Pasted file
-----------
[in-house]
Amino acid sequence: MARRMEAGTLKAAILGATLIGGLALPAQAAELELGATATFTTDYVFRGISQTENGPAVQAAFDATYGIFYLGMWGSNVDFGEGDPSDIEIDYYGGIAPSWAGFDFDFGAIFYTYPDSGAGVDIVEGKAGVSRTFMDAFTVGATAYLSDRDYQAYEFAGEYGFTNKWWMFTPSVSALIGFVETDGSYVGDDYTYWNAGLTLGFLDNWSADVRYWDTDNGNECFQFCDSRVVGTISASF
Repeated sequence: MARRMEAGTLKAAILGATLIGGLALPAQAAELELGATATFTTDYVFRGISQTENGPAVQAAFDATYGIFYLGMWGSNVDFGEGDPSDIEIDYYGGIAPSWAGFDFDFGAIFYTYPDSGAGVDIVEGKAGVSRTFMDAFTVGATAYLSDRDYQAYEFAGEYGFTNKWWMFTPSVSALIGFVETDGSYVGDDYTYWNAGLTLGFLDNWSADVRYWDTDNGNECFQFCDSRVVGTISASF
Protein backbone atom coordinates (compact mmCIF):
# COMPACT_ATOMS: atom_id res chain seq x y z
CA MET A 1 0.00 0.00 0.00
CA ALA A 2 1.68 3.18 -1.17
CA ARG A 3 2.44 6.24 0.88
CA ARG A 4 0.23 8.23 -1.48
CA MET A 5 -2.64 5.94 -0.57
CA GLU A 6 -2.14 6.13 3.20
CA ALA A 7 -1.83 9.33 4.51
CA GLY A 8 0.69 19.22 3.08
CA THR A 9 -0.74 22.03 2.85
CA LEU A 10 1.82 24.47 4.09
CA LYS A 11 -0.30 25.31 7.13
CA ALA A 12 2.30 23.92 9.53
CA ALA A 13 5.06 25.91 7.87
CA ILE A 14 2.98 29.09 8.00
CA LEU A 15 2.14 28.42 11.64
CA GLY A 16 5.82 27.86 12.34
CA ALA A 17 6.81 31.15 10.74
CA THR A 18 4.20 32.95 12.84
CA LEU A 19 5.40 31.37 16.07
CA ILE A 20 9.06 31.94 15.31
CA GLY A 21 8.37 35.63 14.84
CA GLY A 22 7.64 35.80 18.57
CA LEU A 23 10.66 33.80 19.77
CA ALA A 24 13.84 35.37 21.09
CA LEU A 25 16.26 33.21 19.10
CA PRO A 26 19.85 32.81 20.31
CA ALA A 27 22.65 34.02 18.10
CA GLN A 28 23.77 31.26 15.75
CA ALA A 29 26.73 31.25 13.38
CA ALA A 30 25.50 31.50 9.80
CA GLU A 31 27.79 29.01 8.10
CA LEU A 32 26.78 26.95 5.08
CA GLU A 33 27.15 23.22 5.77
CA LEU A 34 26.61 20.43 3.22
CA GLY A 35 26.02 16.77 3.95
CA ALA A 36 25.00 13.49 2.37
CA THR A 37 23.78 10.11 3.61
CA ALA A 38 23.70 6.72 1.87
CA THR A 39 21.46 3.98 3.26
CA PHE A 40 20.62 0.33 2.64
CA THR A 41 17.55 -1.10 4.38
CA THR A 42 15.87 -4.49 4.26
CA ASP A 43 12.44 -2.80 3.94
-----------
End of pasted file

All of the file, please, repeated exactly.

[in-house]
Amino acid sequence: MARRMEAGTLKAAILGATLIGGLALPAQAAELELGATATFTTDYVFRGISQTENGPAVQAAFDATYGIFYLGMWGSNVDFGEGDPSDIEIDYYGGIAPSWAGFDFDFGAIFYTYPDSGAGVDIVEGKAGVSRTFMDAFTVGATAYLSDRDYQAYEFAGEYGFTNKWWMFTPSVSALIGFVETDGSYVGDDYTYWNAGLTLGFLDNWSADVRYWDTDNGNECFQFCDSRVVGTISASF
Repeated sequence: MARRMEAGTLKAAILGATLIGGLALPAQAAELELGATATFTTDYVFRGISQTENGPAVQAAFDATYGIFYLGMWGSNVDFGEGDPSDIEIDYYGGIAPSWAGFDFDFGAIFYTYPDSGAGVDIVEGKAGVSRTFMDAFTVGATAYLSDRDYQAYEFAGEYGFTNKWWMFTPSVSALIGFVETDGSYVGDDYTYWNAGLTLGFLDNWSADVRYWDTDNGNECFQFCDSRVVGTISASF
Protein backbone atom coordinates (compact mmCIF):
# COMPACT_ATOMS: atom_id res chain seq x y z
CA MET A 1 0.00 0.00 0.00
CA ALA A 2 1.68 3.18 -1.17
CA ARG A 3 2.44 6.24 0.88
CA ARG A 4 0.23 8.23 -1.48
CA MET A 5 -2.64 5.94 -0.57
CA GLU A 6 -2.14 6.13 3.20
CA ALA A 7 -1.83 9.33 4.51
CA GLY A 8 0.69 19.22 3.08
CA THR A 9 -0.74 22.03 2.85
CA LEU A 10 1.82 24.47 4.09
CA LYS A 11 -0.30 25.31 7.13
CA ALA A 12 2.30 23.92 9.53
CA ALA A 13 5.06 25.91 7.87
CA ILE A 14 2.98 29.09 8.00
CA LEU A 15 2.14 28.42 11.64
CA GLY A 16 5.82 27.86 12.34
CA ALA A 17 6.81 31.15 10.74
CA THR A 18 4.20 32.95 12.84
CA LEU A 19 5.40 31.37 16.07
CA ILE A 20 9.06 31.94 15.31
CA GLY A 21 8.37 35.63 14.84
CA GLY A 22 7.64 35.80 18.57
CA LEU A 23 10.66 33.80 19.77
CA ALA A 24 13.84 35.37 21.09
CA LEU A 25 16.26 33.21 19.10
CA PRO A 26 19.85 32.81 20.31
CA ALA A 27 22.65 34.02 18.10
CA GLN A 28 23.77 31.26 15.75
CA ALA A 29 26.73 31.25 13.38
CA ALA A 30 25.50 31.50 9.80
CA GLU A 31 27.79 29.01 8.10
CA LEU A 32 26.78 26.95 5.08
CA GLU A 33 27.15 23.22 5.77
CA LEU A 34 26.61 20.43 3.22
CA GLY A 35 26.02 16.77 3.95
CA ALA A 36 25.00 13.49 2.37
CA THR A 37 23.78 10.11 3.61
CA ALA A 38 23.70 6.72 1.87
CA THR A 39 21.46 3.98 3.26
CA PHE A 40 20.62 0.33 2.64
CA THR A 41 17.55 -1.10 4.38
CA THR A 42 15.87 -4.49 4.26
CA ASP A 43 12.44 -2.80 3.94